One call we get a lot of in the Spring is “My lawn is really bumpy and uneven. Can you fix it?” Homeowners ask us if we will roll their lawn for them. On the heavy clay soil we have in the GTA, nothing short of a steamroller can exert enough pressure to flatten a lawn by force. And if you did manage it, the soil would be so compact it would choke your grass to death anyway.
If part of the lawn sinks and creates a depression the first thing to do is determine why. Removing the cause before correcting the effect is crucial. For any depression an inch or more deep, repair should involve removing the sod, correcting the cause of the sinking, and then back filling with new soil with enough extra to allow for settling. The removed sod can be put back in place if it is still in good shape, or replaced with new sod or seed. A shallow depression in the lawn – less than an inch deep – can be corrected gradually by sprinkling top dressing over it. Compost based mixes are good for this.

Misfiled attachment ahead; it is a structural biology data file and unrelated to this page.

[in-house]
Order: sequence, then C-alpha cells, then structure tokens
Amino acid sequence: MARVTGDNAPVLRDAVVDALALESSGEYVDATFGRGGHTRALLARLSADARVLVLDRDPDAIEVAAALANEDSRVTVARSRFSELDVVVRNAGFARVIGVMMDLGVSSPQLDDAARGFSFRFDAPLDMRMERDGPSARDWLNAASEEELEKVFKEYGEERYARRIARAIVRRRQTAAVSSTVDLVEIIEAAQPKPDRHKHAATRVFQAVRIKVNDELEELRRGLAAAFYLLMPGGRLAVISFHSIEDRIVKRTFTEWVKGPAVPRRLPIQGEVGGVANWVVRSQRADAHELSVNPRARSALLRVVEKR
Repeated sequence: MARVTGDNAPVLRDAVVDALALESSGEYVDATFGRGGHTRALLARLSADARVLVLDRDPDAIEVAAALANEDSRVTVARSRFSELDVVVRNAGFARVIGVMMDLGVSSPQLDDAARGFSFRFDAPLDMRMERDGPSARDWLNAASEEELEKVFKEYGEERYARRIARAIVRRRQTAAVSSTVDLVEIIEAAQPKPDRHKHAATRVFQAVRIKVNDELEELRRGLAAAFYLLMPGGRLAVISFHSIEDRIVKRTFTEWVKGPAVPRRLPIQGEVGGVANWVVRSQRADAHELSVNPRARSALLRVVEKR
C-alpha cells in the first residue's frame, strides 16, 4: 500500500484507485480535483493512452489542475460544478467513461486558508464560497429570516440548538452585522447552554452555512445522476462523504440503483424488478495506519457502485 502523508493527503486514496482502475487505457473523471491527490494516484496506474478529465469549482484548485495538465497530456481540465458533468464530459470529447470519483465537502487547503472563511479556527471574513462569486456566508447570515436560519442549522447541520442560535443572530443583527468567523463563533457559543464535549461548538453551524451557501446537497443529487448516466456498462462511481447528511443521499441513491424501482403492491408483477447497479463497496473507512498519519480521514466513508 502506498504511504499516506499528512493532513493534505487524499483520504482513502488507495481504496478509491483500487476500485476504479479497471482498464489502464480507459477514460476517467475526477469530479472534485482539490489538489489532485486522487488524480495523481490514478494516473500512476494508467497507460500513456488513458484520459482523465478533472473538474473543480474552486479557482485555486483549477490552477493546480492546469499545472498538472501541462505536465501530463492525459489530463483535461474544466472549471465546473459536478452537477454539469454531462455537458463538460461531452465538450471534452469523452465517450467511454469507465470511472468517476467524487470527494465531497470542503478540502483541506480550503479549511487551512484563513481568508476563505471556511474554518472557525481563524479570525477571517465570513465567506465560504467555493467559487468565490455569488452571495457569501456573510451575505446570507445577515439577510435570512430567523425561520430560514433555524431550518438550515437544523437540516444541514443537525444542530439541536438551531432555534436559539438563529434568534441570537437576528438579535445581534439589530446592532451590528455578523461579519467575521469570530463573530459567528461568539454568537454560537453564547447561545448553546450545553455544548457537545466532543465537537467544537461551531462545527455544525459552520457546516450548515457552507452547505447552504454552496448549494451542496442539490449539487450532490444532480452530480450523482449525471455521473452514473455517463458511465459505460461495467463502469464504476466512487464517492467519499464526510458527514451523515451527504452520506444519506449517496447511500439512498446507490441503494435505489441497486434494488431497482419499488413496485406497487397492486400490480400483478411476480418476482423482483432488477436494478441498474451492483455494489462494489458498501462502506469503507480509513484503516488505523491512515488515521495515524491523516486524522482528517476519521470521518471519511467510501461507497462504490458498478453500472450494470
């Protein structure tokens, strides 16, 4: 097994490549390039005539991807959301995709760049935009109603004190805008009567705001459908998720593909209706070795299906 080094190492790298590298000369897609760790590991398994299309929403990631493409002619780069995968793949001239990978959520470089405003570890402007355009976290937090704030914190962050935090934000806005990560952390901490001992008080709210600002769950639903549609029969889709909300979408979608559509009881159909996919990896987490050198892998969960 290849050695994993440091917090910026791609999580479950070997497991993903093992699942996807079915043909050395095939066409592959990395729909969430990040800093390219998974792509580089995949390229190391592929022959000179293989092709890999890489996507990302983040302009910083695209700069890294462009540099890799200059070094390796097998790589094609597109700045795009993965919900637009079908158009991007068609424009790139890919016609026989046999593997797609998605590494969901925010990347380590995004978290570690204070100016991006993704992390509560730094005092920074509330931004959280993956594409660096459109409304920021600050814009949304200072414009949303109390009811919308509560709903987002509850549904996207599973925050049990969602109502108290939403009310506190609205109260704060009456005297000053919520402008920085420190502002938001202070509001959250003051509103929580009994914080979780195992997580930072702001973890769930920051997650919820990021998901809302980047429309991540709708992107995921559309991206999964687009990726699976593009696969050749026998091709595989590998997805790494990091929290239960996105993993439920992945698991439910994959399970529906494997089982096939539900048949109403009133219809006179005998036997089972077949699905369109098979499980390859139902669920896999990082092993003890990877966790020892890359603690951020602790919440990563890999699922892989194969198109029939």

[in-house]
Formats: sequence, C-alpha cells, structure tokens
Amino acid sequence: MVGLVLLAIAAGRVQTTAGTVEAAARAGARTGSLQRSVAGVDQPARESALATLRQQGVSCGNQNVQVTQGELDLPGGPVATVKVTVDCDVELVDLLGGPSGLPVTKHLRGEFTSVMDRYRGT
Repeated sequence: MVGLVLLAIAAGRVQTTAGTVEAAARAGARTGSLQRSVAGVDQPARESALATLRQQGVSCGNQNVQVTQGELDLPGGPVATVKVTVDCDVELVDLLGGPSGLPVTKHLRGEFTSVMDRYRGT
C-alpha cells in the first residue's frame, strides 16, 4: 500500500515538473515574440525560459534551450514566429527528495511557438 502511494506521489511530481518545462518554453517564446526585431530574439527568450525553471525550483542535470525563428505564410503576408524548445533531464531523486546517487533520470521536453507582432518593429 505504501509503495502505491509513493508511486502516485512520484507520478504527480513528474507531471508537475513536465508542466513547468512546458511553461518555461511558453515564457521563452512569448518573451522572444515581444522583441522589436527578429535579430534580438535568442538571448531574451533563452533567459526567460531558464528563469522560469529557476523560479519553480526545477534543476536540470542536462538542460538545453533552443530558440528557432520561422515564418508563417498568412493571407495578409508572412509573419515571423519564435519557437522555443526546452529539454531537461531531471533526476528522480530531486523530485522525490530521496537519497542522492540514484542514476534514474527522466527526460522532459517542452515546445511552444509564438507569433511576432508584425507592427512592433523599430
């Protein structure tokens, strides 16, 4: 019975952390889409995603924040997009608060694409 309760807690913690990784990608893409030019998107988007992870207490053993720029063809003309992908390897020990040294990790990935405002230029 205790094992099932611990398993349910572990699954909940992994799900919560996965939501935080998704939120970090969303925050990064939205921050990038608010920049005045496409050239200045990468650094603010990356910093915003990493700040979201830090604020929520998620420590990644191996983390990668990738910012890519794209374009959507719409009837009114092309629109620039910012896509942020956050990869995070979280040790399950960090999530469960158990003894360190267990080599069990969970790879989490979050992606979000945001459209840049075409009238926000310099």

Bumps and rises also need to be diagnosed before correction. If caused by an object, it will need to be removed. If a bump is from burrowing animals they will have to be removed before the area can be smoothed. It may be possible to flatten smaller bumps by stepping on them.
Spring is the best AND worst time for people worried about lumpy lawn. The ground is soft and grass grows quickly to cover any repairs, but snowmelt-saturated soil plus traffic on your lawn add up to new bumps. You can read more in our April checklist. There are tips to avoiding creating ruts when you mow the lawn in our lawn cutting tips section as well.